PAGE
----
Table of Contents
Most Linux and Unix-based systems rely on the X Window System (or simply X) as the low-level protocol for building bitmap graphics interfaces. On these systems, the X stack has grown to encompass functionality arguably belonging in client libraries, helper libraries, or the host operating system kernel. Support for things like PCI resource management, display configuration management, direct rendering, and memory management has been integrated into the X stack, imposing limitations like limited support for standalone applications, duplication in other projects (e.g. the Linux fb layer or the DirectFB project), and high levels of complexity for systems combining multiple elements (for example radeon memory map handling between the fb driver and X driver, or VT switching).
Moreover, X has grown to incorporate modern features like offscreen rendering and scene composition, but subject to the limitations of the X architecture. For example, the X implementation of composition adds additional context switches and makes things like input redirection difficult.
The diagram above illustrates the central role of the X server and compositor in operations, and the steps required to get contents on to the screen.
Over time, X developers came to understand the shortcomings of this approach and worked to split things up. Over the past several years, a lot of functionality has moved out of the X server and into client-side libraries or kernel drivers. One of the first components to move out was font rendering, with freetype and fontconfig providing an alternative to the core X fonts. Direct rendering OpenGL as a graphics driver in a client side library went through some iterations, ending up as DRI2, which abstracted most of the direct rendering buffer management from client code. Then cairo came along and provided a modern 2D rendering library independent of X, and compositing managers took over control of the rendering of the desktop as toolkits like GTK+ and Qt moved away from using X APIs for rendering. Recently, memory and display management have moved to the Linux kernel, further reducing the scope of X and its driver stack. The end result is a highly modular graphics stack.
Wayland is a new display server and compositing protocol, and Weston is the implementation of this protocol which builds on top of all the components above. We are trying to distill out the functionality in the X server that is still used by the modern Linux desktop. This turns out to be not a whole lot. Applications can allocate their own off-screen buffers and render their window contents directly, using hardware accelerated libraries like libGL, or high quality software implementations like those found in Cairo. In the end, what’s needed is a way to present the resulting window surface for display, and a way to receive and arbitrate input among multiple clients. This is what Wayland provides, by piecing together the components already in the eco-system in a slightly different way.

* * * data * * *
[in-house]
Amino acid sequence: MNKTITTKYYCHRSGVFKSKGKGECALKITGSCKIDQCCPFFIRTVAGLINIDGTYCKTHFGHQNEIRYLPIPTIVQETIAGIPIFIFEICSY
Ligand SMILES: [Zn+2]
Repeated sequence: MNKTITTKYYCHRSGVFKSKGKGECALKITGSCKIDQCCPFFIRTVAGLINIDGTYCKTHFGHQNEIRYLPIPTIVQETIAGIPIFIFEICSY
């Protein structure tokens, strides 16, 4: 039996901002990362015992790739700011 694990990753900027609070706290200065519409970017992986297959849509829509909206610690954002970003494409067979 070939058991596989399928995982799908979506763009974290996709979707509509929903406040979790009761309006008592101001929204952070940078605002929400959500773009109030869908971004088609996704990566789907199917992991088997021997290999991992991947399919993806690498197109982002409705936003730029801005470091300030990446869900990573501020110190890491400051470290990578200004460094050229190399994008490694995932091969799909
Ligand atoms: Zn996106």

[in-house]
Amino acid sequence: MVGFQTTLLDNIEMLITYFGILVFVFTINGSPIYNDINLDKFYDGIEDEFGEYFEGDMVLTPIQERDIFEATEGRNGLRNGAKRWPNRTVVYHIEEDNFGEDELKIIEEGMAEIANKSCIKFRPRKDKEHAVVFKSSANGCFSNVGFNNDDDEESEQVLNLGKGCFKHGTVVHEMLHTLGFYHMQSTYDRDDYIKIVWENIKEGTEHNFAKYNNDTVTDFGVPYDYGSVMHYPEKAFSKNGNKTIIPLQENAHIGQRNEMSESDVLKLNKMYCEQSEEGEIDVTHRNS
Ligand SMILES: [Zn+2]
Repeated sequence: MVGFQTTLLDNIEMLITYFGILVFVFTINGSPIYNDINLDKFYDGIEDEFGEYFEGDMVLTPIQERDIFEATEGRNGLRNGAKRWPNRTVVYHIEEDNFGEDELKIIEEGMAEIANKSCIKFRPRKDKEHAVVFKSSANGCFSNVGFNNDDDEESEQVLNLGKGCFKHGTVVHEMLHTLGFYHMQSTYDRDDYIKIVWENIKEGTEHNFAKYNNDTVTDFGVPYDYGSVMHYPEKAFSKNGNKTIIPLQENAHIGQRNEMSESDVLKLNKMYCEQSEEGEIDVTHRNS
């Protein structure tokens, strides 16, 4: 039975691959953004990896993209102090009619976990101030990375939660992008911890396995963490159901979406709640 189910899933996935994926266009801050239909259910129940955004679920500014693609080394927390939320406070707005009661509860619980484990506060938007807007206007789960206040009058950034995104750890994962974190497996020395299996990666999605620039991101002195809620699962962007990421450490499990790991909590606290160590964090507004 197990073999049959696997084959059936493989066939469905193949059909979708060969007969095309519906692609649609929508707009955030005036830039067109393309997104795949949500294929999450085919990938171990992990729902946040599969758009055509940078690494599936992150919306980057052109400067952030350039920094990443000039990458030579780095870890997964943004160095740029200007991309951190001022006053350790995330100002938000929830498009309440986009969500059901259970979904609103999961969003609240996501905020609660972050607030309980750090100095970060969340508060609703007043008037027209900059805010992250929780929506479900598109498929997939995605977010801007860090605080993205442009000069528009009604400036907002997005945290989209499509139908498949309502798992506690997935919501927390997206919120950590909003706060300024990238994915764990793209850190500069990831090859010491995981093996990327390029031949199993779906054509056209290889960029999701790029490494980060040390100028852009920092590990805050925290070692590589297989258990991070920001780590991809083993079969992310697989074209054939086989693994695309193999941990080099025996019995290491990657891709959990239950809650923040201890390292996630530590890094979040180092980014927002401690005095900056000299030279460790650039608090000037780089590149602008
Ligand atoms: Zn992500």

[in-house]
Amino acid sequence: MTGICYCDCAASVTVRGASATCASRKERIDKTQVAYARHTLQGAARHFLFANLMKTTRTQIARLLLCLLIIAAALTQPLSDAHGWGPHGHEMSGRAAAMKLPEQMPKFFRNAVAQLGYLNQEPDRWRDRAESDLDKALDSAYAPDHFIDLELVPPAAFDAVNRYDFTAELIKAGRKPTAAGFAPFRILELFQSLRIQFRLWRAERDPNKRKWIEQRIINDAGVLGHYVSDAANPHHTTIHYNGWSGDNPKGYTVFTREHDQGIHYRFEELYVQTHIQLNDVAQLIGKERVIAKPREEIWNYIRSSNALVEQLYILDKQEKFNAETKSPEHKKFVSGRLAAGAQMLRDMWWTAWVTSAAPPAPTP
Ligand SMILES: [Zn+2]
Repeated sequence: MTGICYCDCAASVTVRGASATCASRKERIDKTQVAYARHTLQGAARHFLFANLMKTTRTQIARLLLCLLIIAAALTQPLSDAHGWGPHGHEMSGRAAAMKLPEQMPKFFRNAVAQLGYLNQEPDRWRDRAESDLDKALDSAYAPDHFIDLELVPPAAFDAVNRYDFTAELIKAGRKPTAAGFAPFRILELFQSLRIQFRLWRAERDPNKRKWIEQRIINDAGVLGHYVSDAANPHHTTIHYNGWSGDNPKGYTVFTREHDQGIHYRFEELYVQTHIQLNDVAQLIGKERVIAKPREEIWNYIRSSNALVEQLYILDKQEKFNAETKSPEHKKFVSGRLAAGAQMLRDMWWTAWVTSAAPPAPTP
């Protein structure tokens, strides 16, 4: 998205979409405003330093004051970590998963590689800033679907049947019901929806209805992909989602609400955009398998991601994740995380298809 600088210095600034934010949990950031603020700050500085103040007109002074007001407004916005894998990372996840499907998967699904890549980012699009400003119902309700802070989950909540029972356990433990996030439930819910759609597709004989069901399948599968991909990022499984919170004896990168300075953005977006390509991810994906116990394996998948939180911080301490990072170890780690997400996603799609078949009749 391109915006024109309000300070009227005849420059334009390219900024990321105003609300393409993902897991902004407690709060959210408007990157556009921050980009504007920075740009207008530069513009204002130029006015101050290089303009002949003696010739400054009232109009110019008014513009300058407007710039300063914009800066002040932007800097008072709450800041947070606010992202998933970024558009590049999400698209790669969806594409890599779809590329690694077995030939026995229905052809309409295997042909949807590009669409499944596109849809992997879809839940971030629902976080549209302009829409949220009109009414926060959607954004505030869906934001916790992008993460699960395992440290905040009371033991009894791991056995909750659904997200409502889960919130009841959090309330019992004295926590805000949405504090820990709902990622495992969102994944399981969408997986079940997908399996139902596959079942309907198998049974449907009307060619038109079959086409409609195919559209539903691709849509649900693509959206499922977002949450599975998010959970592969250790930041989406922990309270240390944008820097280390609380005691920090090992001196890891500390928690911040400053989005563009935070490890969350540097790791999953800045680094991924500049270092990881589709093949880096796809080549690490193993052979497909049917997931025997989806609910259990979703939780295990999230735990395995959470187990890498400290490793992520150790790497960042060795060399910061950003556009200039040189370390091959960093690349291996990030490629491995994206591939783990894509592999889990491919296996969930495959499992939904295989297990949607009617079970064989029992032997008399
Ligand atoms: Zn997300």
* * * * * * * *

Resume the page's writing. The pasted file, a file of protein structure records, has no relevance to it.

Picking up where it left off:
X will always be relevant, in the same way Fortran compilers and VRML browsers are, but it’s time that we think about moving it out of the critical path and provide it as an optional component for legacy applications.
Overall, the philosophy of Wayland is to provide clients with a way to manage windows and how their contents is displayed. Rendering is left to clients, and system wide memory management interfaces are used to pass buffer handles between clients and the compositing manager.
The figure above illustrates how Wayland clients interact with a Wayland server. Note that window management and composition are handled entirely in the server, significantly reducing complexity while marginally improving performance through reduced context switching. The resulting system is easier to build and extend than a similar X system, because often changes need only be made in one place. Or in the case of protocol extensions, two (rather than 3 or 4 in the X case where window management and/or composition handling may also need to be updated).